Yesterday a friend of mine spoke about the “still, small voice of God” and the need to be quiet in order to hear God’s voice. It’s not often that we hear a message in church about being silent, or the value of times of quiet reflection. But it’s possible to take a concern for the practice of silence and its use in preaching and ministry even further.
As Henri Nouwen observes, “If it is true that the word of Scripture should lead us into the silence of God, then we must be careful to use that word not simply as an interesting or motivating word, but as a word that creates the boundaries within which we can listen to the loving, caring, gentle presence of God” (The Way of The Heart, Ballantine Books, 1983, page 44).
“The simple words ‘The Lord is my shepherd’ can be spoken quietly and persistently in such a way that they become like a hedge around a garden in which God’s shepherding can be sensed . . .These words . . . can slowly descend from the mind into the heart. There they may offer the context in which an inner transformation, by the God who transcends all human words and concepts, can take place” (page 45).
So silence can shape a kind of meditative preaching in which time to reflect, time for silent meditation, time for listening prayer, time for the Spirit’s own work, time for God’s living Word, are all more important than the many words that are usually the centerpiece of most ordinary sermons.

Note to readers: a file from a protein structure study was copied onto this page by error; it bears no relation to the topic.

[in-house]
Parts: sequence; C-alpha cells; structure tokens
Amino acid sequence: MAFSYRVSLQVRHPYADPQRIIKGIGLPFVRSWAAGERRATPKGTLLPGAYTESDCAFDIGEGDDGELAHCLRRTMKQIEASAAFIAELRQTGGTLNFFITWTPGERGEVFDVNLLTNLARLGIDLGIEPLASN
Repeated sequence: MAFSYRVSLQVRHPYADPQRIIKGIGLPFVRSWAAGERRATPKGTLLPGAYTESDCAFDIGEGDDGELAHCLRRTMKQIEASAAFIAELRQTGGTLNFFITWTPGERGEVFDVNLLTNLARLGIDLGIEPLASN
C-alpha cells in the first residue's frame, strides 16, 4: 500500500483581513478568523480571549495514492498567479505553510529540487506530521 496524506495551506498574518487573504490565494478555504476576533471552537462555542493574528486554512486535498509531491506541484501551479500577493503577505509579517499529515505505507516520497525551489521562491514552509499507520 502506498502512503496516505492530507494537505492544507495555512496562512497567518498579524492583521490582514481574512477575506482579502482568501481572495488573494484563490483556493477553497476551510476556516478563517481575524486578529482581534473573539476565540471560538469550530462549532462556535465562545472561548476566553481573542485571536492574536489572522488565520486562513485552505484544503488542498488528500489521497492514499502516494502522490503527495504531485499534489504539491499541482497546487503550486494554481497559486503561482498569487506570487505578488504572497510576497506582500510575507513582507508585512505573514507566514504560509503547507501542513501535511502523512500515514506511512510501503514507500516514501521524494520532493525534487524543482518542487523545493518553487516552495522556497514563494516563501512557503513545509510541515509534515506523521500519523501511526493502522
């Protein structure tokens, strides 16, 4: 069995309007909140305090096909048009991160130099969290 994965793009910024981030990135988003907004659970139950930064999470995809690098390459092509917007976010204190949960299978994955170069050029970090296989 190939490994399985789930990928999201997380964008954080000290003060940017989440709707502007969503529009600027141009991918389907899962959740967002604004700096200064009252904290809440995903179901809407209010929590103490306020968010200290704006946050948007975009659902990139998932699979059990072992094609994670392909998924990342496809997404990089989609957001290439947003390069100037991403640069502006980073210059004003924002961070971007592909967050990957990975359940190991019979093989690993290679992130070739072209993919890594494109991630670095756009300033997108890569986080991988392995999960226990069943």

As for counseling and silence, Nouwen observes
“it is also possible to experience the relationship between pastor and counselee as a way of entering together into the loving silence of God and waiting there for the healing Word . . . pastoral counseling is the attempt to lead fearful parishioners into the silence of God, and to help them feel at home there, trusting that they will slowly discover the healing presence of the Spirit” (pages 45-46).
Perhaps Nouwen’s most relevant insight for ministers is his observation that “In a society in which entertainment and distraction are such important preoccupations, ministers are also tempted to join the ranks of those who consider it their primary task to keep other people busy” . . . instead “the question that must guide all organizing activity in a parish is not how to keep people busy, but how to keep them from being so busy that they can no longer hear the voice of God who speaks in silence” (pages 46-47).
Nouwen adds one final caution to this series of reflections: “Charity, not silence is the purpose of the spiritual life and of ministry.” Be sure to wrap your preaching, counseling, and organizing in the love of God and a genuine love for His people.